F-16s, AC-130, and More Operate over Remote Alaskan Regions

U.S. and Canadian forces recently conducted joint exercises around some of the most remote, austere islands in Alaska.

“Operation Noble Defender” took place near Shemya, Attu, and St. Lawrence islands—scattered in the Bering Sea and less than 500 miles from Russia—and featured air, ground, and naval forces from both nations operating under the authority of the North American Aerospace Defense Command (NORAD) and U.S. Northern Command.

The operation, which took place from Aug. 15 to Sept. 10, aimed to practice detecting, deterring, and protecting against potential threats to North America and the Arctic region, even in challenging weather and harsh conditions.

Gen. Glen VanHerck, the commander of NORAD and NORTHCOM, emphasized the increasing interest of the Arctic region due to environmental changes—making the ability to execute operations in the region more critical than ever. He highlighted the significant need for readily available, well-trained, and equipped forces capable of operating in the Arctic to defend North America.

“As strategic competitors take advantage of greater access and influence in the region, NORAD and USNORTHCOM must demonstrate the readiness and capability to persistently operate in the arctic,” VanHerck said in a statement.

Operation Noble Defender consisted of two components: Operation Polar Arrow and Operation Polar Dagger. Operation Polar Arrow, the air component of the operation, was conducted from Joint Base Elmendorf-Richardson in Alaska. From this strategic location, aircraft embarked on a journey across the vast expanses of Alaska and the Arctic Circle, braving harsh and austere weather conditions, a spokesperson from NORAD told Air and Space Forces Magazine.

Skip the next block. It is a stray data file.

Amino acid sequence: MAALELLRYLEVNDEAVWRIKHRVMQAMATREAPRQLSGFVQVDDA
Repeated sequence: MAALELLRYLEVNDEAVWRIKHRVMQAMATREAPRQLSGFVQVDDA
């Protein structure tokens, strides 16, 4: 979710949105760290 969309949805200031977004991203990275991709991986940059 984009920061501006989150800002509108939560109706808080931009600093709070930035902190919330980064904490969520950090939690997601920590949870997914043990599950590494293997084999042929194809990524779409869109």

North American Aerospace Defense Command CF-18 Hornets and F-16s Fighting Falcons fly in formation with an E-3 Sentry airborne warning and control system in support of Operation Noble Defender over Alaska, Aug. 24, 2023. U.S. Air Force photo by Airman 1st Class Ricardo Sandoval

U.S. and Canadian aircraft participated in this phase to demonstrate their ability to deploy assets in coordination with special operations units and to maintain air sovereignty. NORAD aircraft, including F-16 Fighting Falcons and CF-18 Hornets, flew alongside an E-3 Sentry airborne warning and control system, showcasing interoperability. KC-135 tanker aircraft also supported these operations.

Operation Polar Dagger, designed to integrate joint special operations units and test new capabilities while defending critical infrastructure—enhancing all-domain awareness and strengthening the force’s understanding of the region—involved collaboration among air, ground, naval, and special forces. The Air Force’s 17th Special Operation Squadron deployed an AC-130J Ghostrider aircraft, accompanied by MH-60 Blackhawks from the Army’s 160th Special Operations Aviation Regiment and UH/MH-60 Blackhawks and CH-47 Chinook helicopters from the 207th Aviation Troop Command, Alaska Army National Guard. Additionally, the USAF Special Operations Surgical Team from the 720th Operational Support Squadron provided rapid trauma medical support for the integrated air, ground, and maritime operations conducted as part of the maneuver.

East-Coast-based U.S. Naval Special Warfare Operators (SEALs) engages with an AC-130J Ghostrider as the aircraft conducts a flyover on Attu Island, Alaska, Aug. 31, 2023, as part of Operation POLAR DAGGER. U.S. Navy photo by Mass Communication Specialist 2nd Class Matthew Dickinson

Noble Defender is a recurring exercise aimed at showcasing the ability of the U.S. Alaskan NORAD Region and Canada to enhance integrated deterrence and layered defense. In a previous edition held in June, the operation involved U.S. Air Force F-15 and F-16 fighter aircraft from Ellington Field Joint Reserve Base in Houston, Texas; Naval Air Station Joint Reserve Base in New Orleans, La.; and Homestead Air Reserve Base in Florida. And back in January, the operation had four Air Force F-35s deploy to Thule Air Base in Greenland for the first time, followed by a series of air drills.

NORAD, a joint Canadian and American command, employs an array of space-based, aerial, and ground-based sensors, air-to-air refueling tankers, and fighter aircraft on alert, controlled by an advanced command and control network.